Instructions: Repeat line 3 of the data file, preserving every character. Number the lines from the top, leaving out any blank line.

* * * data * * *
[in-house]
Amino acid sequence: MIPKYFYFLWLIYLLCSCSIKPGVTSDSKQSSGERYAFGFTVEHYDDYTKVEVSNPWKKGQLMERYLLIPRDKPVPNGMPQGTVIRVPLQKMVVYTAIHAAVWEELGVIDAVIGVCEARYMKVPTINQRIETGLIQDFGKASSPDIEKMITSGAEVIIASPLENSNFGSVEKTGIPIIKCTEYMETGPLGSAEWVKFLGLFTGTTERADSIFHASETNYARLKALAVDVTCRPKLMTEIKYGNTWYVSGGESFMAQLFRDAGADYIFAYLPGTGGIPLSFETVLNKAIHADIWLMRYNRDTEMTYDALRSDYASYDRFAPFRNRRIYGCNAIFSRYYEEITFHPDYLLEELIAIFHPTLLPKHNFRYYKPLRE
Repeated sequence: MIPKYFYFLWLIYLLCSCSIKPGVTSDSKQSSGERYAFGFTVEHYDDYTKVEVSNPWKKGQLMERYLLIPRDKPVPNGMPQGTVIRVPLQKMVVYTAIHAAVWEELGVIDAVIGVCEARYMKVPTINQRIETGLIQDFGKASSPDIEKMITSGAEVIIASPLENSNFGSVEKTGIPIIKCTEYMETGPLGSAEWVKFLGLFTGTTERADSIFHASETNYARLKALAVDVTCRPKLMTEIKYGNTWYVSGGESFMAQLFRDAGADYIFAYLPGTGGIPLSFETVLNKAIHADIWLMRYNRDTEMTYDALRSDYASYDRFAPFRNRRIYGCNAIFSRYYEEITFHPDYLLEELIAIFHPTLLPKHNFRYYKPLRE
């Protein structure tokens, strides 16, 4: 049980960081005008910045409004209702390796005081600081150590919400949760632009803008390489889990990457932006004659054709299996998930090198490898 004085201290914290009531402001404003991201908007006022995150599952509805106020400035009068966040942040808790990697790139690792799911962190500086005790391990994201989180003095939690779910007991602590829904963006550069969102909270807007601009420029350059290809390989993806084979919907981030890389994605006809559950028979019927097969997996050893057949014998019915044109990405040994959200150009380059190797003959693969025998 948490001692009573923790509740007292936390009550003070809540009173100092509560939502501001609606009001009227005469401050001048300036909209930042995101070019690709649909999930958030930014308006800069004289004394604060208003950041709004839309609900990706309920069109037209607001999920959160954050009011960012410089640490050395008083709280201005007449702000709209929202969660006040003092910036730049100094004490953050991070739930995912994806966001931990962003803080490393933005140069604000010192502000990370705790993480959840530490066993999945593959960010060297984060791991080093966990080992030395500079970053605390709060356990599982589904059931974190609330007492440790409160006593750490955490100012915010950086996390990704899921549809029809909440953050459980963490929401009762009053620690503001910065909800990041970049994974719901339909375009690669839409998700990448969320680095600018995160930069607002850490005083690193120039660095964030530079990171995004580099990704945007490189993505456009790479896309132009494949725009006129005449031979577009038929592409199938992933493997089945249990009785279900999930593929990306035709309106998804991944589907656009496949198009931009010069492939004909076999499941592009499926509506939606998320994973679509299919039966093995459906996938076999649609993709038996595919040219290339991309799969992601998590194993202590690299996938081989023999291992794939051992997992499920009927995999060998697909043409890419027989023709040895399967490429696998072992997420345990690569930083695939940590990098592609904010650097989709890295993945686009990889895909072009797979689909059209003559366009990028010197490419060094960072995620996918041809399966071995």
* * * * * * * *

Repeated sequence: MIPKYFYFLWLIYLLCSCSIKPGVTSDSKQSSGERYAFGFTVEHYDDYTKVEVSNPWKKGQLMERYLLIPRDKPVPNGMPQGTVIRVPLQKMVVYTAIHAAVWEELGVIDAVIGVCEARYMKVPTINQRIETGLIQDFGKASSPDIEKMITSGAEVIIASPLENSNFGSVEKTGIPIIKCTEYMETGPLGSAEWVKFLGLFTGTTERADSIFHASETNYARLKALAVDVTCRPKLMTEIKYGNTWYVSGGESFMAQLFRDAGADYIFAYLPGTGGIPLSFETVLNKAIHADIWLMRYNRDTEMTYDALRSDYASYDRFAPFRNRRIYGCNAIFSRYYEEITFHPDYLLEELIAIFHPTLLPKHNFRYYKPLRE